Nov 172013

Slept in a slight bit, but not too much thanks to what was rapidly becoming a very, very warm hotel room. 24C in the morning. Enjoyed a couple pain au chocolate for my last day in Africa, and then headed down to grab a mid-morning taxi to the centre city to walk around and explore a bit.  It was a short, 10-15 minute ride, and then it was time to explore.  With no plans of how to get back, this promised to be an adventure.  When I’d shared plans for this trip with people I knew who’d traveled west Africa recently, Abidjan was the one place they cautioned to be a little careful.  The recovery from the recent war is still somewhat fragile, and there’s a bit of tension.

I had the taxi drop me off at the Place de la Republique, where I snapped a couple of shots:




The best thing I had going for me (and for the hotel incidentally) was the fact that it was more or less clouded over all morning.  It kept temps down, despite humidity of 99% – at least the temps were only around 26-27C – tolerable for walking around without the sun beating down.  Things were definitely extremely run down and had seen better days, but there weren’t too many signs of the recent war.  Walked about 15 minutes from the Place de la Republique, and came across the main mosque…unfortunately the way it was sandwiched in between other things made it hard to get a good photo:


Before the war, the African Development Bank had had its headquarters in Abidjan, and they had rapidly decamped to Tunis in the run-up to the war.  Irony that a short-time later the Arab Spring happened, and Tunis wasn’t the safest place to be for a short time either.  Colleagues had asked me to check how reconstruction of the HQ was going, to gauge the potential of AfDB moving back to Abidjan any time soon.  Work’s definitely underway, but I wouldn’t expect it any time soon:


Walked another 20-30 minutes, just taking in the street life and city.  The further north I went, the more things seemed to be renovated and getting better.  Lots of people out in the streets, and a good deal of life for a weekend in what appeared to be primarily a commercial area.  I admit I stopped at a great-smelling bakery for another pain au chocolate, before continuing on to the main football stadium, complete with VIP and presidential entrances:


Just five minutes away, was the National Assembly:



A bit further was the Cathedral of Saint Paul, listed in many places as one of the most impressive things to see in Abidjan:




The entrance was open with a sleepy looking security guard keeping watch outside.  The inside, however, was in sad need of much repair:


Notice the caving-in roof, puddles all over the floor:


That said, the stained glass was still quite impressive:


Note the mixture of biblical scenes with typical African animals:


Sat and took in the place for a bit, as well as getting a break from the light rain which had started outside.  After a short while, continued my walk and came upon the High Court:


One thing that surprised me a bit, compared with most places I’ve been in West Africa, is the number of very tall buildings in Abidjan:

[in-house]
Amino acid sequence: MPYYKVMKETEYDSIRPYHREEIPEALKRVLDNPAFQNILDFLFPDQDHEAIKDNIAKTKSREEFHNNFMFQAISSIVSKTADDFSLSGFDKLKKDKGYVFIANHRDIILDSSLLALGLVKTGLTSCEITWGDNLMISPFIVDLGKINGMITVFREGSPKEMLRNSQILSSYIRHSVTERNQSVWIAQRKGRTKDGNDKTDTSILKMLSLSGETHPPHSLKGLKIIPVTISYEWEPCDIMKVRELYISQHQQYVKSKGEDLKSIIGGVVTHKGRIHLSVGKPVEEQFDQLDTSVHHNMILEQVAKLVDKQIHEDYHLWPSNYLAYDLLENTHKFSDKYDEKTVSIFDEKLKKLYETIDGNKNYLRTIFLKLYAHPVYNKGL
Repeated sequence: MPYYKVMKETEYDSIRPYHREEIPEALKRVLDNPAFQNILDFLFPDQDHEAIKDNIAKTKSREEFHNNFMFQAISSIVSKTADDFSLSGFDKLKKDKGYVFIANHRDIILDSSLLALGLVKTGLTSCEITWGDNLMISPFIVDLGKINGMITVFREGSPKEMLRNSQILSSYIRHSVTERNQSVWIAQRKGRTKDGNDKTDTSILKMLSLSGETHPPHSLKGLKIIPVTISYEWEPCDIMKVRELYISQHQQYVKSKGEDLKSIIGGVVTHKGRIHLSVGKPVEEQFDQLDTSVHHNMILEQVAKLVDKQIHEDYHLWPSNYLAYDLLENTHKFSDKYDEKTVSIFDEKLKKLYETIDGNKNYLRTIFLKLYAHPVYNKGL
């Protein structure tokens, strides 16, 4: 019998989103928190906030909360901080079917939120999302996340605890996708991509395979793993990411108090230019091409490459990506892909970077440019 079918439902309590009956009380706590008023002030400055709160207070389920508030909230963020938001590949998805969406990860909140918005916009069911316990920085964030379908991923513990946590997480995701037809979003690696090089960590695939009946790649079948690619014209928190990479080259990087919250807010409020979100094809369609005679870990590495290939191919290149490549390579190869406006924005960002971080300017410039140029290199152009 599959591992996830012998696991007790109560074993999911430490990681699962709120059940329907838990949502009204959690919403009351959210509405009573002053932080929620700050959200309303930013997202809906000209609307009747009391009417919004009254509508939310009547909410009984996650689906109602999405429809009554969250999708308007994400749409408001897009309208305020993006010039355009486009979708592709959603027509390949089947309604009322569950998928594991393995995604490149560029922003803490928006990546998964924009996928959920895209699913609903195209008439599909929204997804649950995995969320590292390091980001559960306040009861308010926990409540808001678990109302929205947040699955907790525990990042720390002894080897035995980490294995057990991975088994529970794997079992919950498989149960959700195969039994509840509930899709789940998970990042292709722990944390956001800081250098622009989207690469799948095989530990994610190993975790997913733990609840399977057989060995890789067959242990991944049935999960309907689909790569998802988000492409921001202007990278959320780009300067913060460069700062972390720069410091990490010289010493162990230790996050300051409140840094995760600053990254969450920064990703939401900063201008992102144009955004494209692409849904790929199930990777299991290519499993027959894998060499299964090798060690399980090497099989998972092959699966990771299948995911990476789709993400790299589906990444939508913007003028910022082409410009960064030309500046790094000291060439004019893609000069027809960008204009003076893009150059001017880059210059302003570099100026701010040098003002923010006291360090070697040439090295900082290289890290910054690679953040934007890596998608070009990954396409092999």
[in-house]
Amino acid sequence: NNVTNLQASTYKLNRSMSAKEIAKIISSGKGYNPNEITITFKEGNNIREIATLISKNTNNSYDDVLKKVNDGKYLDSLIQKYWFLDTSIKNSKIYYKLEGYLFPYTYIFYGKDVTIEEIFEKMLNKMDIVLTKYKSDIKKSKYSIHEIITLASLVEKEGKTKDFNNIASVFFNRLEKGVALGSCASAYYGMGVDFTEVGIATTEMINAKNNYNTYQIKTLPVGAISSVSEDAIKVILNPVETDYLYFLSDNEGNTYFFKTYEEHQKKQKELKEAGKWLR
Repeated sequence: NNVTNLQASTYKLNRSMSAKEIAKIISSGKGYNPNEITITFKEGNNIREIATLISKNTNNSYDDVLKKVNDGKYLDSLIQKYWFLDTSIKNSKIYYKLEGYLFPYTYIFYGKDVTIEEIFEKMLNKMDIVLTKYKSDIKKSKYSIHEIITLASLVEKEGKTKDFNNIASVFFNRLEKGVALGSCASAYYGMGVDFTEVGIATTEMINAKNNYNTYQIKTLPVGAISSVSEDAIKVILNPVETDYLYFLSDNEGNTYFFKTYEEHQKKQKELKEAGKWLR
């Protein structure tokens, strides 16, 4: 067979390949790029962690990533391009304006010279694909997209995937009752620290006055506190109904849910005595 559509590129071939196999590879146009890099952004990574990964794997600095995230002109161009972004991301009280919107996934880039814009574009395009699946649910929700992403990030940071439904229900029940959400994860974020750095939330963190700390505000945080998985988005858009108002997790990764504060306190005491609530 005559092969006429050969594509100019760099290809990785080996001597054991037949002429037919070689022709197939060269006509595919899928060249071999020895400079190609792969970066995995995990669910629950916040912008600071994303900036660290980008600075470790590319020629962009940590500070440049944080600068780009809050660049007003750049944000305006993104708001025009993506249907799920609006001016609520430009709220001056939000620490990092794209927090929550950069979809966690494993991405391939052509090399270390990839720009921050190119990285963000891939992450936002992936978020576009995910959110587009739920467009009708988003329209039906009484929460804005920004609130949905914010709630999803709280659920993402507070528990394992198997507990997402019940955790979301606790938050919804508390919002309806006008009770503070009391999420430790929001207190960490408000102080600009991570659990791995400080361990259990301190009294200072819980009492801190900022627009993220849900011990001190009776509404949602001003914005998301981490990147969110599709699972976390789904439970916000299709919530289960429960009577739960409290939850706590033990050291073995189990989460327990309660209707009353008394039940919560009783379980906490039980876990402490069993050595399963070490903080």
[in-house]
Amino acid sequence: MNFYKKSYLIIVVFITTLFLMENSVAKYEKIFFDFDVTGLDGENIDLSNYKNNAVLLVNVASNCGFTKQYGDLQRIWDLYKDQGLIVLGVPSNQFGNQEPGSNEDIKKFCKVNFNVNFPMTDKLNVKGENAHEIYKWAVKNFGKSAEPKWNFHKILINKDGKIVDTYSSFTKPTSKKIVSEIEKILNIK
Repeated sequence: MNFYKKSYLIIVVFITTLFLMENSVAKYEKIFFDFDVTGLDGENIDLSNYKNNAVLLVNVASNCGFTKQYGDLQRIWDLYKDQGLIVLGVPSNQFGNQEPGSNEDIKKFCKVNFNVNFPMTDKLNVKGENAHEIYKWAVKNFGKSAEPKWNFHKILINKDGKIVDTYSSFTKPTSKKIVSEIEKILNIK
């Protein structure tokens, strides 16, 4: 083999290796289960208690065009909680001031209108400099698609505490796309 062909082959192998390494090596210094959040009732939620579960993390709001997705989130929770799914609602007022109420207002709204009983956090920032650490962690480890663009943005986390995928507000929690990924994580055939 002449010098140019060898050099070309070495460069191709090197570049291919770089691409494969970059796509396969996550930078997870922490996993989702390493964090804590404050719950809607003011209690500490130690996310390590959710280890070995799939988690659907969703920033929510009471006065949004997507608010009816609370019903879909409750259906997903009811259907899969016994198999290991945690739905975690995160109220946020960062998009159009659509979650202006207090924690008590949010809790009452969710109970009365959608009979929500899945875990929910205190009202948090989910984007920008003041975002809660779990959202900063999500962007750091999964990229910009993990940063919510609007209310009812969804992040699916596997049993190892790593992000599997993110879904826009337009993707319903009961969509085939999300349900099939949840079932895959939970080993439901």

At this point I’d been walking for a few hours, and the poor sleep the night before, combined with the humidity had me ready for an air conditioned break.  Also, one can only live on a couple of croissants for so long.  So, I stopped in that respite of French colonialism and beef, the Hippopotamus restaurant, for lunch, beef, and an ice cold beer:


Walked a bit more, but by this point my phone had died.  Found out later my iPhone battery had gone defective, and the charge wasn’t lasting very long.  Ended up walking around seeing a couple of markets and more of the city until about 3pm until heading back to the hotel to rest by the pool a bit before the flight home that night.  View of the city from my 20th floor balcony:



After relaxing at the pool a bit, came back to my sauna which had now reached 28C and humid, for one last Savanna Dry at sunset before showering and heading to the airport.  Not really sure the point in showering, since 5 minutes later I was dripping in sweat as I checked out of the hotel.  To their credit, the front desk worker noticed, and brought me a couple ice-cold refreshing towels in an attempt to stay cool at all:


Bell staff (who were all excellent) called me a regular taxi, we negotiated a very fair price (unlike the drama of getting from the airport) and soon we were off in relatively heavy traffic for the trek home.

  5 Responses to “Day in Abidjan, Côte d’Ivoire”

  1. Great post ! I am originally from Ivory Coast so it is always great to see others and visit my country especially after many civil unrest. I am SURE you had a blast at Chez Georges ! If you plan on coming to Ivory Coast again, you should check out the beaches and open air markets, especially the ones at night 🙂

  2. Oh, I’m definitely going to Hippopotamus this week. Maybe more than once. Thanks.

  3. Heh, Jason! Did you ever fly Aire Coite D’Ivoire? I need to get from Kinshasa to Abidjan, and they seem to be the only airline that flies that route. Would appreciate your advice.

  4. This is fantastic, thank you! I’ll be in Abidjan in December, along with about 12 other W and N African countries. I’m having trouble finding day tours in Abidjan. From your article, looks like you had no problems wandering solo. Felt pretty tranquil, any issues at all?

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